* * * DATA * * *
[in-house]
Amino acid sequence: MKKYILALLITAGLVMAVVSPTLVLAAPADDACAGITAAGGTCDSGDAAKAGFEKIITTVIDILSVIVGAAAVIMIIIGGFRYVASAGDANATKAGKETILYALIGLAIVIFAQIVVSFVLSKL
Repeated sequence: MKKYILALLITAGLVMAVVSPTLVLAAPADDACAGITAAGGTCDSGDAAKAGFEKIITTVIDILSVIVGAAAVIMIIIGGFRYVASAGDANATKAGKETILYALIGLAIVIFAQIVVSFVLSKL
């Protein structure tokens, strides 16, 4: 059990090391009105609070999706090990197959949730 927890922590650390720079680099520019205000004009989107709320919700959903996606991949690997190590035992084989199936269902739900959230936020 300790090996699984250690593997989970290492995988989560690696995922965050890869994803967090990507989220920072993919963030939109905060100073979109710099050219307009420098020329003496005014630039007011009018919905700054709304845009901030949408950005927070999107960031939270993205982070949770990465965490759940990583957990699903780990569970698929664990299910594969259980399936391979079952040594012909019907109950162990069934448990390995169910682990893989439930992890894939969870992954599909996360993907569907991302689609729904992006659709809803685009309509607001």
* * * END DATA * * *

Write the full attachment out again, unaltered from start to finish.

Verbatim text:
[in-house]
Amino acid sequence: MKKYILALLITAGLVMAVVSPTLVLAAPADDACAGITAAGGTCDSGDAAKAGFEKIITTVIDILSVIVGAAAVIMIIIGGFRYVASAGDANATKAGKETILYALIGLAIVIFAQIVVSFVLSKL
Repeated sequence: MKKYILALLITAGLVMAVVSPTLVLAAPADDACAGITAAGGTCDSGDAAKAGFEKIITTVIDILSVIVGAAAVIMIIIGGFRYVASAGDANATKAGKETILYALIGLAIVIFAQIVVSFVLSKL
């Protein structure tokens, strides 16, 4: 059990090391009105609070999706090990197959949730 927890922590650390720079680099520019205000004009989107709320919700959903996606991949690997190590035992084989199936269902739900959230936020 300790090996699984250690593997989970290492995988989560690696995922965050890869994803967090990507989220920072993919963030939109905060100073979109710099050219307009420098020329003496005014630039007011009018919905700054709304845009901030949408950005927070999107960031939270993205982070949770990465965490759940990583957990699903780990569970698929664990299910594969259980399936391979079952040594012909019907109950162990069934448990390995169910682990893989439930992890894939969870992954599909996360993907569907991302689609729904992006659709809803685009309509607001």